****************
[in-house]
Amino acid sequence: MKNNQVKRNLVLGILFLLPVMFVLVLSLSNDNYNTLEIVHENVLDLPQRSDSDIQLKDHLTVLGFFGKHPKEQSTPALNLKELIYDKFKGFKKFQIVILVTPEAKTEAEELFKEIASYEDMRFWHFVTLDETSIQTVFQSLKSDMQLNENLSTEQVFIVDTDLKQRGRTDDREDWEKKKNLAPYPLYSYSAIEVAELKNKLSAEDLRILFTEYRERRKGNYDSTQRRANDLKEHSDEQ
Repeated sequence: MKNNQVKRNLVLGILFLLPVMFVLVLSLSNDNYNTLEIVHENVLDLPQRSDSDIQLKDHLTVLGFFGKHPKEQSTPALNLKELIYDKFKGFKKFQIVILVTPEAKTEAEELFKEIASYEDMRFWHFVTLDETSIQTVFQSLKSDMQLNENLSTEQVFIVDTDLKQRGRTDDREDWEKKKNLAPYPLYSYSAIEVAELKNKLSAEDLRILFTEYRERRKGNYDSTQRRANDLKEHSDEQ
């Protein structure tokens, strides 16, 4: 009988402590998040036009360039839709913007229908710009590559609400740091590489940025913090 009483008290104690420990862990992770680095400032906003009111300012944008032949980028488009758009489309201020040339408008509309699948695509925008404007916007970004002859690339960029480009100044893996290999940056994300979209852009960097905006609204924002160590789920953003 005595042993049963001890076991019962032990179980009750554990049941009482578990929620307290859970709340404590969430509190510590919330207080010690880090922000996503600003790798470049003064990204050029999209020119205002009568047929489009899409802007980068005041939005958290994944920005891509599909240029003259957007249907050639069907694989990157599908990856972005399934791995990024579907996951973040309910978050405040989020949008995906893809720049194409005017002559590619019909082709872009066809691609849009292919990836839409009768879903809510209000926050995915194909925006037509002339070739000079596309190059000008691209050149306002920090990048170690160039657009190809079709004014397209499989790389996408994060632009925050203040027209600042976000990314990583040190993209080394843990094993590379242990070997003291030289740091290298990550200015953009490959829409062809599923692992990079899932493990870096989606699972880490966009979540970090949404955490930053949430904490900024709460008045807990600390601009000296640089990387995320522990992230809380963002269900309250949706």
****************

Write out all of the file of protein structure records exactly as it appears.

[in-house]
Amino acid sequence: MKNNQVKRNLVLGILFLLPVMFVLVLSLSNDNYNTLEIVHENVLDLPQRSDSDIQLKDHLTVLGFFGKHPKEQSTPALNLKELIYDKFKGFKKFQIVILVTPEAKTEAEELFKEIASYEDMRFWHFVTLDETSIQTVFQSLKSDMQLNENLSTEQVFIVDTDLKQRGRTDDREDWEKKKNLAPYPLYSYSAIEVAELKNKLSAEDLRILFTEYRERRKGNYDSTQRRANDLKEHSDEQ
Repeated sequence: MKNNQVKRNLVLGILFLLPVMFVLVLSLSNDNYNTLEIVHENVLDLPQRSDSDIQLKDHLTVLGFFGKHPKEQSTPALNLKELIYDKFKGFKKFQIVILVTPEAKTEAEELFKEIASYEDMRFWHFVTLDETSIQTVFQSLKSDMQLNENLSTEQVFIVDTDLKQRGRTDDREDWEKKKNLAPYPLYSYSAIEVAELKNKLSAEDLRILFTEYRERRKGNYDSTQRRANDLKEHSDEQ
């Protein structure tokens, strides 16, 4: 009988402590998040036009360039839709913007229908710009590559609400740091590489940025913090 009483008290104690420990862990992770680095400032906003009111300012944008032949980028488009758009489309201020040339408008509309699948695509925008404007916007970004002859690339960029480009100044893996290999940056994300979209852009960097905006609204924002160590789920953003 005595042993049963001890076991019962032990179980009750554990049941009482578990929620307290859970709340404590969430509190510590919330207080010690880090922000996503600003790798470049003064990204050029999209020119205002009568047929489009899409802007980068005041939005958290994944920005891509599909240029003259957007249907050639069907694989990157599908990856972005399934791995990024579907996951973040309910978050405040989020949008995906893809720049194409005017002559590619019909082709872009066809691609849009292919990836839409009768879903809510209000926050995915194909925006037509002339070739000079596309190059000008691209050149306002920090990048170690160039657009190809079709004014397209499989790389996408994060632009925050203040027209600042976000990314990583040190993209080394843990094993590379242990070997003291030289740091290298990550200015953009490959829409062809599923692992990079899932493990870096989606699972880490966009979540970090949404955490930053949430904490900024709460008045807990600390601009000296640089990387995320522990992230809380963002269900309250949706």